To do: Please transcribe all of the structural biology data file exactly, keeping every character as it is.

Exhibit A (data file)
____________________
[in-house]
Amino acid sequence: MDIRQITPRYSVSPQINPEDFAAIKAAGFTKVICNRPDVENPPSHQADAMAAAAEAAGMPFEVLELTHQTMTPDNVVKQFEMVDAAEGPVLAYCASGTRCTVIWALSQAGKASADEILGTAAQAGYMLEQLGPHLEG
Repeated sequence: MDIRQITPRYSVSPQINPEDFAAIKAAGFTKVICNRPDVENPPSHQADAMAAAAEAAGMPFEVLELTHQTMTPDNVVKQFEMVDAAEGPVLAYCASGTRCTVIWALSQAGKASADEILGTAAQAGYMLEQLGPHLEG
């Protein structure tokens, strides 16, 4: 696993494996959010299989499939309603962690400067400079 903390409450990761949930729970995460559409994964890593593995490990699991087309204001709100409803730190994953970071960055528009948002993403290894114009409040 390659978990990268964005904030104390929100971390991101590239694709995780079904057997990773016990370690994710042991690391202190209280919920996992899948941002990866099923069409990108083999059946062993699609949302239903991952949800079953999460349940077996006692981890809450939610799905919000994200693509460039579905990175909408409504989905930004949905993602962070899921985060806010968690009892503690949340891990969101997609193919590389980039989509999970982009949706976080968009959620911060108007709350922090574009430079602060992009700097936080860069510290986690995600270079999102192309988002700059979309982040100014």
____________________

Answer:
[in-house]
Amino acid sequence: MDIRQITPRYSVSPQINPEDFAAIKAAGFTKVICNRPDVENPPSHQADAMAAAAEAAGMPFEVLELTHQTMTPDNVVKQFEMVDAAEGPVLAYCASGTRCTVIWALSQAGKASADEILGTAAQAGYMLEQLGPHLEG
Repeated sequence: MDIRQITPRYSVSPQINPEDFAAIKAAGFTKVICNRPDVENPPSHQADAMAAAAEAAGMPFEVLELTHQTMTPDNVVKQFEMVDAAEGPVLAYCASGTRCTVIWALSQAGKASADEILGTAAQAGYMLEQLGPHLEG
């Protein structure tokens, strides 16, 4: 696993494996959010299989499939309603962690400067400079 903390409450990761949930729970995460559409994964890593593995490990699991087309204001709100409803730190994953970071960055528009948002993403290894114009409040 390659978990990268964005904030104390929100971390991101590239694709995780079904057997990773016990370690994710042991690391202190209280919920996992899948941002990866099923069409990108083999059946062993699609949302239903991952949800079953999460349940077996006692981890809450939610799905919000994200693509460039579905990175909408409504989905930004949905993602962070899921985060806010968690009892503690949340891990969101997609193919590389980039989509999970982009949706976080968009959620911060108007709350922090574009430079602060992009700097936080860069510290986690995600270079999102192309988002700059979309982040100014």